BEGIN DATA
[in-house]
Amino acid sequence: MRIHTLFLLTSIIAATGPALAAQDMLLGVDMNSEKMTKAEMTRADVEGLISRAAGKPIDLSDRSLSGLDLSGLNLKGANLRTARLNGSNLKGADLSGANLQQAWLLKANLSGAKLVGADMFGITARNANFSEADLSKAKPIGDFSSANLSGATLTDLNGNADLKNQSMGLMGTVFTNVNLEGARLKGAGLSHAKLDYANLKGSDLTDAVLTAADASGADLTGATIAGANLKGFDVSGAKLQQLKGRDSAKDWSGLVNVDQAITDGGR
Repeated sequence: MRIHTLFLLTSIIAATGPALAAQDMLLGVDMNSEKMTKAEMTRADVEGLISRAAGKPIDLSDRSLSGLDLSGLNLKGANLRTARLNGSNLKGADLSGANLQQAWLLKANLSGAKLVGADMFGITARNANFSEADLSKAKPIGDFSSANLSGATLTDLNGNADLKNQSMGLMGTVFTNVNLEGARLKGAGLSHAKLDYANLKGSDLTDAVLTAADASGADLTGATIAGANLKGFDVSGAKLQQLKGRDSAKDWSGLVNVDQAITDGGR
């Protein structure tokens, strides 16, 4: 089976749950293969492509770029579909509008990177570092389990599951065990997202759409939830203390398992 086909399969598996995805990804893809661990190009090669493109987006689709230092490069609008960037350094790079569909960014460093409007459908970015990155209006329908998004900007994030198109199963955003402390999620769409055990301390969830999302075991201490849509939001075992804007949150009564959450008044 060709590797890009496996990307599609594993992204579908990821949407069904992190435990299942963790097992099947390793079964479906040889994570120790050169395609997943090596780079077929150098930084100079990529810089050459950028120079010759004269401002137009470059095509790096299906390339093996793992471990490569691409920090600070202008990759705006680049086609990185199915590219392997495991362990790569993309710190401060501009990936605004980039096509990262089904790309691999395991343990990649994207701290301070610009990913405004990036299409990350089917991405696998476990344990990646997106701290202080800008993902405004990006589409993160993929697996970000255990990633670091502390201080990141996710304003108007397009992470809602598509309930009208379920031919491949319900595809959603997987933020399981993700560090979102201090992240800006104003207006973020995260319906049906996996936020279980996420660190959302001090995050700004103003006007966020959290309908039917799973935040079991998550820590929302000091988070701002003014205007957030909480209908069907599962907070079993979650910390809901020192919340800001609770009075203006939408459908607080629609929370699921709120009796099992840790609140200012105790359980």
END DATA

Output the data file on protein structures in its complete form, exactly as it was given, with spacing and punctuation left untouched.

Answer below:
[in-house]
Amino acid sequence: MRIHTLFLLTSIIAATGPALAAQDMLLGVDMNSEKMTKAEMTRADVEGLISRAAGKPIDLSDRSLSGLDLSGLNLKGANLRTARLNGSNLKGADLSGANLQQAWLLKANLSGAKLVGADMFGITARNANFSEADLSKAKPIGDFSSANLSGATLTDLNGNADLKNQSMGLMGTVFTNVNLEGARLKGAGLSHAKLDYANLKGSDLTDAVLTAADASGADLTGATIAGANLKGFDVSGAKLQQLKGRDSAKDWSGLVNVDQAITDGGR
Repeated sequence: MRIHTLFLLTSIIAATGPALAAQDMLLGVDMNSEKMTKAEMTRADVEGLISRAAGKPIDLSDRSLSGLDLSGLNLKGANLRTARLNGSNLKGADLSGANLQQAWLLKANLSGAKLVGADMFGITARNANFSEADLSKAKPIGDFSSANLSGATLTDLNGNADLKNQSMGLMGTVFTNVNLEGARLKGAGLSHAKLDYANLKGSDLTDAVLTAADASGADLTGATIAGANLKGFDVSGAKLQQLKGRDSAKDWSGLVNVDQAITDGGR
């Protein structure tokens, strides 16, 4: 089976749950293969492509770029579909509008990177570092389990599951065990997202759409939830203390398992 086909399969598996995805990804893809661990190009090669493109987006689709230092490069609008960037350094790079569909960014460093409007459908970015990155209006329908998004900007994030198109199963955003402390999620769409055990301390969830999302075991201490849509939001075992804007949150009564959450008044 060709590797890009496996990307599609594993992204579908990821949407069904992190435990299942963790097992099947390793079964479906040889994570120790050169395609997943090596780079077929150098930084100079990529810089050459950028120079010759004269401002137009470059095509790096299906390339093996793992471990490569691409920090600070202008990759705006680049086609990185199915590219392997495991362990790569993309710190401060501009990936605004980039096509990262089904790309691999395991343990990649994207701290301070610009990913405004990036299409990350089917991405696998476990344990990646997106701290202080800008993902405004990006589409993160993929697996970000255990990633670091502390201080990141996710304003108007397009992470809602598509309930009208379920031919491949319900595809959603997987933020399981993700560090979102201090992240800006104003207006973020995260319906049906996996936020279980996420660190959302001090995050700004103003006007966020959290309908039917799973935040079991998550820590929302000091988070701002003014205007957030909480209908069907599962907070079993979650910390809901020192919340800001609770009075203006939408459908607080629609929370699921709120009796099992840790609140200012105790359980």